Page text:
Was this review helpful?

  • marielexoteria's Profile Photo

    Street art(ists)

    by marielexoteria Written Mar 16, 2010

    4.5 out of 5 starsHelpfulness

    Favorite thing: In front of Galeries Royales de St. Hubert we saw 3 street artists. The first one was someone playing with a hula hoop and the second and third ones were playing an instrument/singing. Of the 3, the third one was the most entertaining, singing songs by Eric Clapton and other known artists.

    Not too far from there, on Rue au Marché aux Herbs, I found an AIDS awareness mural that says the following text:
    "Time goes by, but not AIDS. I get informed, I protect myself, I am solidary."

    AIDS awareness mural Hula hoop artist Another street artist The best of them all
    Related to:
    • Arts and Culture
    • Music
    • Budget Travel

    Was this review helpful?

  • johngayton's Profile Photo

    A Little Wierdness Of Language

    by johngayton Written Oct 4, 2009

    3.5 out of 5 starsHelpfulness

    Favorite thing: Belgium has two main official languages (and a host of lesser ones including Walloon) these being Flemish (or Dutch) and French. I've heard, perhaps apocryphal, stories about Flemish speakers refusing to speak French even though they are bilingual (and vice versa).

    It was quite wierd getting the train from Adinkerke back into Brussels as the train's in-carriage signage was wholly in Flemish until it passed Gand St Pierre when the display became bilingual. So maybe if the train is pretending not to be bilingual until having passed Gent the stories are actually true??

    In Flemish In French
    Related to:
    • Trains

    Was this review helpful?

  • johngayton's Profile Photo

    If You've Got A Bit Of Time Between Trains At Midi

    by johngayton Written Oct 1, 2009

    3.5 out of 5 starsHelpfulness

    Favorite thing: ...these bars are worth popping into!

    There's a little row of modern terraced bars on the plaza outside the Eurostar arrivals at Midi station. If you are heading elsewhere by train or bus and have a bit of time between connections then drop by. You'll find prices very reasonable (1.50 Euro for a coffee, less than 3 Euro for a beer), service friendly and ashtrays on the tables inside and out!!

    They also serve what looks like OK food, and once again at reasonable prices.

    A small warning though - if you are tight timewise for your connections order at the bar!

    Bars at Midi Railway Station
    Related to:
    • Food and Dining
    • Beer Tasting
    • Trains

    Was this review helpful?

  • johngayton's Profile Photo

    Left Luggage at Midi Station

    by johngayton Written Oct 1, 2009

    3.5 out of 5 starsHelpfulness

    Favorite thing: Roughly in the centre of the main concourse, where the ING bank thing is and just round the corner from the International departures area for Eurostar and the Thalys reception, you'll find both manned and automatic left luggage facilities. These are available 24 hours a day with a small locker costing 3 Euros per day whilst the manned office charges 3.80 per item regardless of size.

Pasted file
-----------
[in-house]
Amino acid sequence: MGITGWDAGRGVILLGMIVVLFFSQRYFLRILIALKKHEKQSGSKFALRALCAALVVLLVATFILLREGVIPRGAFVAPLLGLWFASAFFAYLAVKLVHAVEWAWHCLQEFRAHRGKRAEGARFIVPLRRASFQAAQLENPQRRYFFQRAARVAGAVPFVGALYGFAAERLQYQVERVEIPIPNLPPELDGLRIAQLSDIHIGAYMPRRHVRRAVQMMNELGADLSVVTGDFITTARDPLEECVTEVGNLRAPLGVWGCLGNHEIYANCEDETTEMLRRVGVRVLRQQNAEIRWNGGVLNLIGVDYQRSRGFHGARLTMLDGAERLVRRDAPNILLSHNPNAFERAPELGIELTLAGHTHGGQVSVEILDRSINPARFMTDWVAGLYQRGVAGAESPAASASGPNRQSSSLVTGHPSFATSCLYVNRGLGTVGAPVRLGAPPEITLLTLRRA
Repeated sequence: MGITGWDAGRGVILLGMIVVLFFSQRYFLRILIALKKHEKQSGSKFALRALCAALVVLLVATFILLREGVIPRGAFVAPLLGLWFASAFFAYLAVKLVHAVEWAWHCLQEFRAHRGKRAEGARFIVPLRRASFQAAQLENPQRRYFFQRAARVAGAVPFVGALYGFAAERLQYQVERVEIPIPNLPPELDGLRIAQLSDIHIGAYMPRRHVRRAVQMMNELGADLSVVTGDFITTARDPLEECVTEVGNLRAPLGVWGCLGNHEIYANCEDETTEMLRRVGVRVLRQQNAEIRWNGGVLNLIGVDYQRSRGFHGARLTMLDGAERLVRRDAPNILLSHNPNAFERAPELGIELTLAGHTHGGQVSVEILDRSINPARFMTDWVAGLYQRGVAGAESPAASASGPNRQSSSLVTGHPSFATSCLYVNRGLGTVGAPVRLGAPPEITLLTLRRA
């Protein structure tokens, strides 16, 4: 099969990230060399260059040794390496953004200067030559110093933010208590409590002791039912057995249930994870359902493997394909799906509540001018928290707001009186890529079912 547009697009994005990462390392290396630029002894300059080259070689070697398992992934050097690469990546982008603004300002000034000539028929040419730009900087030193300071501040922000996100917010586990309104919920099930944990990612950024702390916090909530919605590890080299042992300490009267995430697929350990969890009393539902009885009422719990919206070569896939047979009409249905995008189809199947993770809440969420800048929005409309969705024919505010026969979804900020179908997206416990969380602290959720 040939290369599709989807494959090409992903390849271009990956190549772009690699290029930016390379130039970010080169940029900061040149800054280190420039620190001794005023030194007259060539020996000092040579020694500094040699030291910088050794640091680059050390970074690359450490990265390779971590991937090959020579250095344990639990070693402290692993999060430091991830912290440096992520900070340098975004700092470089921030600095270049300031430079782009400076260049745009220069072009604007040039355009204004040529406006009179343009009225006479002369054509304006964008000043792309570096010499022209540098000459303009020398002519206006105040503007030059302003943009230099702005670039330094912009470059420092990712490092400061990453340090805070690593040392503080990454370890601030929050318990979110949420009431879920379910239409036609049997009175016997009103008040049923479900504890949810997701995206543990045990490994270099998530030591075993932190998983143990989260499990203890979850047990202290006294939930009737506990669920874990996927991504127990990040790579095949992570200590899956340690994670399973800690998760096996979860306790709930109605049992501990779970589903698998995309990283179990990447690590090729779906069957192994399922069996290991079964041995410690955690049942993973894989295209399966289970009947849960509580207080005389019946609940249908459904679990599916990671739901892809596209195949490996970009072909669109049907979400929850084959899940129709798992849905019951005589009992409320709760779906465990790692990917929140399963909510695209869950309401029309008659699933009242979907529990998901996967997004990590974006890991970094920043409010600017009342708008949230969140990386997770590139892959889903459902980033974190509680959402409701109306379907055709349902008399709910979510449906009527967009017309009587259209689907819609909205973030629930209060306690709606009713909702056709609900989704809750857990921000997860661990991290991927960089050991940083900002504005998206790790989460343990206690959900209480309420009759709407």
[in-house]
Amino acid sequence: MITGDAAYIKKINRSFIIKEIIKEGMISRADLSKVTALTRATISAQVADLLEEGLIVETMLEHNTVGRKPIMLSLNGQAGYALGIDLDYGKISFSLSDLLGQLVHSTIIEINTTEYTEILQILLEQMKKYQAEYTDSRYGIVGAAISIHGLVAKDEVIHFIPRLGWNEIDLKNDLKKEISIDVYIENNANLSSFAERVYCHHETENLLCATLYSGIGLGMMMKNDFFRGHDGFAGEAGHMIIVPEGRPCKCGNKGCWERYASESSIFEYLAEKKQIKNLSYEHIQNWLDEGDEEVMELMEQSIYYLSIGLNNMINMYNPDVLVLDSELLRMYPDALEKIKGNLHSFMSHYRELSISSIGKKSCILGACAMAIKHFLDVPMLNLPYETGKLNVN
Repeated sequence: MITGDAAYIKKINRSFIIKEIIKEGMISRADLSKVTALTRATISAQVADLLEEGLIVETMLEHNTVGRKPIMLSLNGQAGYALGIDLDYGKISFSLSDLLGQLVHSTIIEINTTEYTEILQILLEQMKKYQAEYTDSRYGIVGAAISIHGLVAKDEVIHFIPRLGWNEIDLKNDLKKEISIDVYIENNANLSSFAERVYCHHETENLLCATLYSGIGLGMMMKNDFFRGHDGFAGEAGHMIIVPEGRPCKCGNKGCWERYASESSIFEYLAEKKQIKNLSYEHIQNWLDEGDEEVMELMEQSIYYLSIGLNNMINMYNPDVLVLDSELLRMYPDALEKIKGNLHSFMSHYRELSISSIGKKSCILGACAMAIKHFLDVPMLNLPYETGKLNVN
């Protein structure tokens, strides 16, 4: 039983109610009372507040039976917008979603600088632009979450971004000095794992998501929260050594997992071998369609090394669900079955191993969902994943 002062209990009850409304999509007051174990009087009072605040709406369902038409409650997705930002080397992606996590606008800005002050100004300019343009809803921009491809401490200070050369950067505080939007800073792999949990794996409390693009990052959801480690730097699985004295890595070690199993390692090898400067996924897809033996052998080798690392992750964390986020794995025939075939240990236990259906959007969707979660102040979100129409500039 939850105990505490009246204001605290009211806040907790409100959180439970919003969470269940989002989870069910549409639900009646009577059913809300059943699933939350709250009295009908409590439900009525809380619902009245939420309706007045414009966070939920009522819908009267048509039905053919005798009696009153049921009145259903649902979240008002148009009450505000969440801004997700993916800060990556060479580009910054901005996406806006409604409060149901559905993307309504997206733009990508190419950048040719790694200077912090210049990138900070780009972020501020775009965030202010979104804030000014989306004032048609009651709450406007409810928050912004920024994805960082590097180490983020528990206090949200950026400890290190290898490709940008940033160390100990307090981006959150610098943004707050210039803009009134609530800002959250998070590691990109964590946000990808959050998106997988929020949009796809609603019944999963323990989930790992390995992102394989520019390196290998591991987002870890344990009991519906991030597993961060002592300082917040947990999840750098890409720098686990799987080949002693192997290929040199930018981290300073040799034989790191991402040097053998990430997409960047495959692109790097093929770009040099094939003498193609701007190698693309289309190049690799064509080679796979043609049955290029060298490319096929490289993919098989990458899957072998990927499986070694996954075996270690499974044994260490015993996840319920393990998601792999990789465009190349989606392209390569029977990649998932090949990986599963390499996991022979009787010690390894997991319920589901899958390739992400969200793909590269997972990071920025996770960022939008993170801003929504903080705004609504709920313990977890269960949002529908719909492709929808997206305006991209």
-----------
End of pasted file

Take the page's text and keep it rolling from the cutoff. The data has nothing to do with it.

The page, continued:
Friendly guys in the manned office but note that they won't give you change for the lockers.

    Left Luggage Location at Midi
    Related to:
    • Trains
    • Budget Travel

    Was this review helpful?

  • johngayton's Profile Photo

    Phone Calls and Internet Connection

    by johngayton Written Oct 1, 2009

    3.5 out of 5 starsHelpfulness

    Favorite thing: During my last trip I had to make a couple of work calls back to the UK and had initially intended using a payphone. I was at Midi railway station and the public phones there all seemed to be card-only, rather than cash. Then I noticed this place which is located on the concourse beside the exit to where the underpass bus stops are.

    Friendly helpful guy, asked whether I wanted internet or phone, and telling him phone said to use any one and pay afterwards. My four calls of about three minutes each came to a total of 1.50 Euro which actually worked out cheaper than if I'd been making the same calls on a public payphone here in the UK. I even got a receipt!

    So if you are around Midi and need to use a phone or the internet, search it out.

    Concepts Telecom at Midi Station
    Related to:
    • Budget Travel
    • Trains

    Was this review helpful?

Brussels Hotels

See all 423 Hotels in Brussels

Latest Brussels Hotel Reviews

Holiday Inn Brussels City Centre
Very Good (3.5 out of 5.0) 4 Reviews
Bedford Hotel
Great (4.0 out of 5.0) 10 Reviews
President Nord Hotel
Good (3.0 out of 5.0) 2 Reviews
Jacques Brel Youth Hostel
Excellent (4.5 out of 5.0) 6 Reviews
Sleep Well Youth Hostel
Very Good (3.5 out of 5.0) 14 Reviews
Radisson Blu EU Hotel, Brussels
Very Good (3.5 out of 5.0) 4 Reviews
Hotel Agenda Midi
Terrible (1.0 out of 5.0) 2 Reviews
Floris Louise
Best (5.0 out of 5.0) 1 Review
Gresham Belson Hotel
Good (3.0 out of 5.0) 2 Reviews
Stanhope Hotel
Bad (2.0 out of 5.0) 2 Reviews
Hotel Neufchatel
Best (5.0 out of 5.0) 1 Review
European Quarter - Marriott Executive Apartments
Best (5.0 out of 5.0) 1 Review
Jolly Hotel Du Grand Sablon
Very Good (3.5 out of 5.0) 2 Reviews
Saint Nicolas Hotel
Very Good (3.5 out of 5.0) 2 Reviews

Instant Answers: Brussels

Get an instant answer from local experts and frequent travelers

20 travelers online now

Comments

Brussels Favorites

Travel tips and advice posted by real travelers and Brussels locals.
Map of Brussels